Comparing the numbers of today with those of 2004 is instructive. While Romney lost households making between $30,000 and $49,999 by 15 points, George W. Bush lost them by only 1 point in 2004. Obama won voters from households making under $100,000 by ten points in 2012; Kerry won them by 1 point in 2004. In most of the battleground states, Kerry eked out a narrow margin of victory among those households making between $30,000 and $49,999; by 2008, Obama was scoring blowouts in that demographic. For example, Bush won it by three points in Pennsylvania in 2004, but Obama won it by 17 points in 2008 and 23 points in 2012. If Romney had pulled even somewhat near Bush's 2004 performance among voters making under $50,000, he would be president-elect at this moment.
Granted, inflation means that $30,000 was worth more in 2004 than it is today, and therefore this category represents a poorer demographic now, but the changes in voting patterns are still striking. The 20-point sea change in Pennsylvania working-class support between 2004 and 2008 cannot simply be chalked up to inflation or to a change in ethnic composition. Nor can Romney's poor performance with the working class be attributed entirely to the president's Bain attacks: The biggest Republican drop among the working class occurred in many states between 2004 and 2008.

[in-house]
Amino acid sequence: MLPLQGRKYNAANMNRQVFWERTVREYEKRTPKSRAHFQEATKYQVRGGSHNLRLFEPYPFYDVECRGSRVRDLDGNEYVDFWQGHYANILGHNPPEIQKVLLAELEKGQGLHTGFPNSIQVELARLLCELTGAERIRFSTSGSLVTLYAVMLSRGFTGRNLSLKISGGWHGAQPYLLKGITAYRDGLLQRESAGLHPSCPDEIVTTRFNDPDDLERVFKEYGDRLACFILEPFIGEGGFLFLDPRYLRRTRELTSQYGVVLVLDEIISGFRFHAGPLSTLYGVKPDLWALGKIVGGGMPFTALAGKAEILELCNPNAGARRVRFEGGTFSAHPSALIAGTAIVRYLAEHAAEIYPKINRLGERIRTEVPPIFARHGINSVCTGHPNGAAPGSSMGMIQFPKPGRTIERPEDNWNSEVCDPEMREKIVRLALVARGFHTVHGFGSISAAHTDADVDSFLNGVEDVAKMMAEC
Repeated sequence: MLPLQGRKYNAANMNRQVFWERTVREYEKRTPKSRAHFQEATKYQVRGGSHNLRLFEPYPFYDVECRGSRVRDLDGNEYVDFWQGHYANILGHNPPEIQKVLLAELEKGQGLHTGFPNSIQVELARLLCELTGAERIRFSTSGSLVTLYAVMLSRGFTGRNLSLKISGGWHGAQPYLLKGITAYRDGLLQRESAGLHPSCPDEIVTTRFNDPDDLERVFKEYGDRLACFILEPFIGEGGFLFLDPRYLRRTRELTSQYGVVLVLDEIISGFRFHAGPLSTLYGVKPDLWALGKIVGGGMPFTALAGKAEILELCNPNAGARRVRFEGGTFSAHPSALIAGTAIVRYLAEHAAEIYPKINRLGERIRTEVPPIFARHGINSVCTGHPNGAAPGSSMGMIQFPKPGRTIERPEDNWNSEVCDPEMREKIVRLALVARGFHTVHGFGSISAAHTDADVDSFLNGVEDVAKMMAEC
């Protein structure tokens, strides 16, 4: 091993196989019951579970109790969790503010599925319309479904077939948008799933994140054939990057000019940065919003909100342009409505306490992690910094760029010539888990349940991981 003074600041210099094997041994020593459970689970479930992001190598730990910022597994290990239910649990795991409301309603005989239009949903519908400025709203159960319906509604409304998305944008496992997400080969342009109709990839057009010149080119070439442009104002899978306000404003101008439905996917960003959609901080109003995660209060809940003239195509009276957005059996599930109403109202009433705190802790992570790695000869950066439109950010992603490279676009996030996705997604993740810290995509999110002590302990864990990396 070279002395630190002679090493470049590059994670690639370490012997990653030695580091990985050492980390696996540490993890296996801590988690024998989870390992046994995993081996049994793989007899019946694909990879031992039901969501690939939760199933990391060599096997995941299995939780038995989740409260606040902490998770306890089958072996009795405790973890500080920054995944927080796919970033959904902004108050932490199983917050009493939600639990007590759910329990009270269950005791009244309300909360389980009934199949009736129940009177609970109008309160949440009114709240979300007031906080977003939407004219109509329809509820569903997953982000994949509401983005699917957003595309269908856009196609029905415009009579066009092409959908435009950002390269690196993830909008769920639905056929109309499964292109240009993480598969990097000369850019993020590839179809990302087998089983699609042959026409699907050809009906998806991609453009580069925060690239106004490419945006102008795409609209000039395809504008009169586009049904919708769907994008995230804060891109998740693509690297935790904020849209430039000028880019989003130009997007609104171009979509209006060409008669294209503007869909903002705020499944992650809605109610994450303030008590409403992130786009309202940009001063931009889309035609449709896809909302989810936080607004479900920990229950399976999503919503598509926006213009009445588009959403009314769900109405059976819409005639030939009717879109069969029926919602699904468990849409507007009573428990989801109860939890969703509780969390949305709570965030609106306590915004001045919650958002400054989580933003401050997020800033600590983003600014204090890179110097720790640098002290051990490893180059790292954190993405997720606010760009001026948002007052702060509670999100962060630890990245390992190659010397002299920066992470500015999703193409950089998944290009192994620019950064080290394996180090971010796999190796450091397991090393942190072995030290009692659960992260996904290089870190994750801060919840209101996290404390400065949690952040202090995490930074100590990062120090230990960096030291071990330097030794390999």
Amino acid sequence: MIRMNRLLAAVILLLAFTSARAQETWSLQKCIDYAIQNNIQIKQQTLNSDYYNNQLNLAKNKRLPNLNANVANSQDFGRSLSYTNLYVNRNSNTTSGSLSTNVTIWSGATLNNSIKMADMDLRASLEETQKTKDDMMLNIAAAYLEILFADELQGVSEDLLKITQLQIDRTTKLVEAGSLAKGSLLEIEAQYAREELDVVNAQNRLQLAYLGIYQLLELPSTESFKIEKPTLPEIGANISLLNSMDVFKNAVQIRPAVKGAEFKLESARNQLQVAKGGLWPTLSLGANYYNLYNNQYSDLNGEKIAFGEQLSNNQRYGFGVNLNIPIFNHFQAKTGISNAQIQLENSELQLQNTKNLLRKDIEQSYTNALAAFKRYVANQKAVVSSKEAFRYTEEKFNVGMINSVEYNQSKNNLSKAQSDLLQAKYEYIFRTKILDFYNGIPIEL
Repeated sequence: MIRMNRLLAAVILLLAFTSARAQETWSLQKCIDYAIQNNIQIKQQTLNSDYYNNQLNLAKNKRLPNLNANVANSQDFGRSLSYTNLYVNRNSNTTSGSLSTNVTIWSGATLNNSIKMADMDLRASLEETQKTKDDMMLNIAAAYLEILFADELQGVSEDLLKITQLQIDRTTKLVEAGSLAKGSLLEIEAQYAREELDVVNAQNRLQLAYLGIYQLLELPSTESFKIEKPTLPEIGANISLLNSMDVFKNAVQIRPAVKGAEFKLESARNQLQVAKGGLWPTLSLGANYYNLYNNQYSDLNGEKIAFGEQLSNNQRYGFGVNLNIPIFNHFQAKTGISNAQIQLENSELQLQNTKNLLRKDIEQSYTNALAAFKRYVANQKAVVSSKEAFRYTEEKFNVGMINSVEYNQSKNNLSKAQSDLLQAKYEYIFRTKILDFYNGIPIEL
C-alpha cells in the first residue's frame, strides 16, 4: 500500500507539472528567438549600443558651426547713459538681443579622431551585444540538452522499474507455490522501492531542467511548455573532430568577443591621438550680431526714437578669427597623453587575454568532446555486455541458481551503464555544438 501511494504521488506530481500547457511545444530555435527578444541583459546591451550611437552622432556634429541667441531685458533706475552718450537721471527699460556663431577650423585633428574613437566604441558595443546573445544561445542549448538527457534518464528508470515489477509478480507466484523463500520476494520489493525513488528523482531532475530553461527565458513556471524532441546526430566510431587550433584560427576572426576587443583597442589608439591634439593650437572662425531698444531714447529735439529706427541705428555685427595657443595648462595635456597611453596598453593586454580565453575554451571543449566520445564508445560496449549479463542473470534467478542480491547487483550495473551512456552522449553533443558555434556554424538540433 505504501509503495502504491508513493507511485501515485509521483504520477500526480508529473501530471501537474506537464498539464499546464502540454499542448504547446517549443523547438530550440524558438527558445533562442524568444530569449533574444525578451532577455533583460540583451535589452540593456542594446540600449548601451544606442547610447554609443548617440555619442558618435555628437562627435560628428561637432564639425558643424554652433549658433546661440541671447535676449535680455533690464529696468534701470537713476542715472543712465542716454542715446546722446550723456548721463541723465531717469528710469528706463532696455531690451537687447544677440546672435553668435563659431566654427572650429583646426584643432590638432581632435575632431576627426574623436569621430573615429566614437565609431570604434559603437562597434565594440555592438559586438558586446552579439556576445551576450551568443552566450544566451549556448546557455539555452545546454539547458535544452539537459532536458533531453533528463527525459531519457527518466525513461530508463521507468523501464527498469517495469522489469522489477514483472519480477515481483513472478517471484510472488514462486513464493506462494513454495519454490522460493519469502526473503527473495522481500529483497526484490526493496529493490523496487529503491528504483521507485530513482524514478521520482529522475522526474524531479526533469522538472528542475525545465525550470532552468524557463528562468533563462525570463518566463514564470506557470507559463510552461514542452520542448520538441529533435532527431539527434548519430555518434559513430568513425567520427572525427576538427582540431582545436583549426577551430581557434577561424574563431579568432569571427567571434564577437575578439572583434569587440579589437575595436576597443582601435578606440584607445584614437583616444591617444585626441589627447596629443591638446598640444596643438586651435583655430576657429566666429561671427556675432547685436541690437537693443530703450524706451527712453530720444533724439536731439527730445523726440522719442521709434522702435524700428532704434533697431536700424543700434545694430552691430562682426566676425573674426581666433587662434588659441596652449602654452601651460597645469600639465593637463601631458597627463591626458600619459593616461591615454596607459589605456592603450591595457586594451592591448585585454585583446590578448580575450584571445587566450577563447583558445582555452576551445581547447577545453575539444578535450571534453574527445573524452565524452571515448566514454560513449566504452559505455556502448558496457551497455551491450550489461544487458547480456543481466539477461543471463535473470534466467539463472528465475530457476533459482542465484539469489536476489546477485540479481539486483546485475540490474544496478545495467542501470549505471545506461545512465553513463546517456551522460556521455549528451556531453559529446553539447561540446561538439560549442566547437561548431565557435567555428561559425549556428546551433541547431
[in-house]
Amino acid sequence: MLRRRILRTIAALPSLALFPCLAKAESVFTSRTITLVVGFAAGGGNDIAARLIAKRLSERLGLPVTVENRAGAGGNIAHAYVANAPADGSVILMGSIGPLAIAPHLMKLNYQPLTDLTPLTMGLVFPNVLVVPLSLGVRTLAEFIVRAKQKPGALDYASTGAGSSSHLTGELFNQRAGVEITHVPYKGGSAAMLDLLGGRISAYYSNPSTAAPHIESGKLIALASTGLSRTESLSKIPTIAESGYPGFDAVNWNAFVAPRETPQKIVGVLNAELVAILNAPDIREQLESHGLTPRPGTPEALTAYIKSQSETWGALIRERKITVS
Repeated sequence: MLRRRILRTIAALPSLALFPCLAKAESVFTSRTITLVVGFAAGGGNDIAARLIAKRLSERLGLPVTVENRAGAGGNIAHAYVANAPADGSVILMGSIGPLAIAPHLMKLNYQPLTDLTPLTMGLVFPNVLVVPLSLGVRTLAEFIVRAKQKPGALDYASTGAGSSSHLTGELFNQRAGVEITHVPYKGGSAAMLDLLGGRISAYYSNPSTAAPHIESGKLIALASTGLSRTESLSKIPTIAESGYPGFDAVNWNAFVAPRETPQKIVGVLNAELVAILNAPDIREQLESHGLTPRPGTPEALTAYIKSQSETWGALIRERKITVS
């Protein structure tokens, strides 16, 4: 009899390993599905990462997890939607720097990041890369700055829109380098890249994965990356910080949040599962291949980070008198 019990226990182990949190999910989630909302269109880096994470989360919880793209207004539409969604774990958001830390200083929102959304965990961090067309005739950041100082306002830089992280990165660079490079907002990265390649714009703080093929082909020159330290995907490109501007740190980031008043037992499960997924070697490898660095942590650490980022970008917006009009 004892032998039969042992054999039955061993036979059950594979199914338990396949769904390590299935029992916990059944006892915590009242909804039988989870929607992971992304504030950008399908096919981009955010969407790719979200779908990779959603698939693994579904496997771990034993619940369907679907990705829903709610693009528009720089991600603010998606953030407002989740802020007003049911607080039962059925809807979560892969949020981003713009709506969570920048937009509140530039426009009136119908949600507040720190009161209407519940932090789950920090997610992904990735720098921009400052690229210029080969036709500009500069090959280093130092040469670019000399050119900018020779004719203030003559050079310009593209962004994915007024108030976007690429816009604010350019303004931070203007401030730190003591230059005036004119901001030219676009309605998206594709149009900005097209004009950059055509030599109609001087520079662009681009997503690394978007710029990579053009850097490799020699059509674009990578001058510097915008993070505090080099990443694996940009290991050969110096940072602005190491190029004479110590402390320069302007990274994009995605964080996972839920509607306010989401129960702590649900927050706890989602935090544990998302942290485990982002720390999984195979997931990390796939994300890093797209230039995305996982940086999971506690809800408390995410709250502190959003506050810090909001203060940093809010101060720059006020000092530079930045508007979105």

The Republican shortfall with the working class in 2012 was due not simply to the nominee's personal background but to wider issues with Republican policies. In the wake of a decade of lost economic ground and the near-meltdown of 2008, many non-affluent voters seem to have a deep distrust of the ability of Republican policies to work for them. Romney's poor showing among this demographic underlines the fact that Republicans have not yet found an antidote to this distrust. Further tax cuts will not counter it, nor will promises to end Obamacare. As Ross Douthat suggested the other day, the concerns of average Americans are not the same today as they were in 1979, so Republican policies will have to change with them. By the end of the campaign, Governor Romney was beginning to tout a more forward-looking economic message, one that emphasized industrial renewal, energy development, and middle-class restoration. It was this message that made the election as close as it became on November 6.
Moving economic discussions beyond a fetishization of tax cuts need not be a surrender to the Left. There are, after all, authentically conservative responses to financial consolidation, deindustrialization, escalating health-care costs, soaring energy prices, and middle-class decline. It seems clear that, if Republicans cannot craft a message and a policy platform that speak to the needs of many in the middle and working classes, their ability to form a national governing coalition will remain in doubt.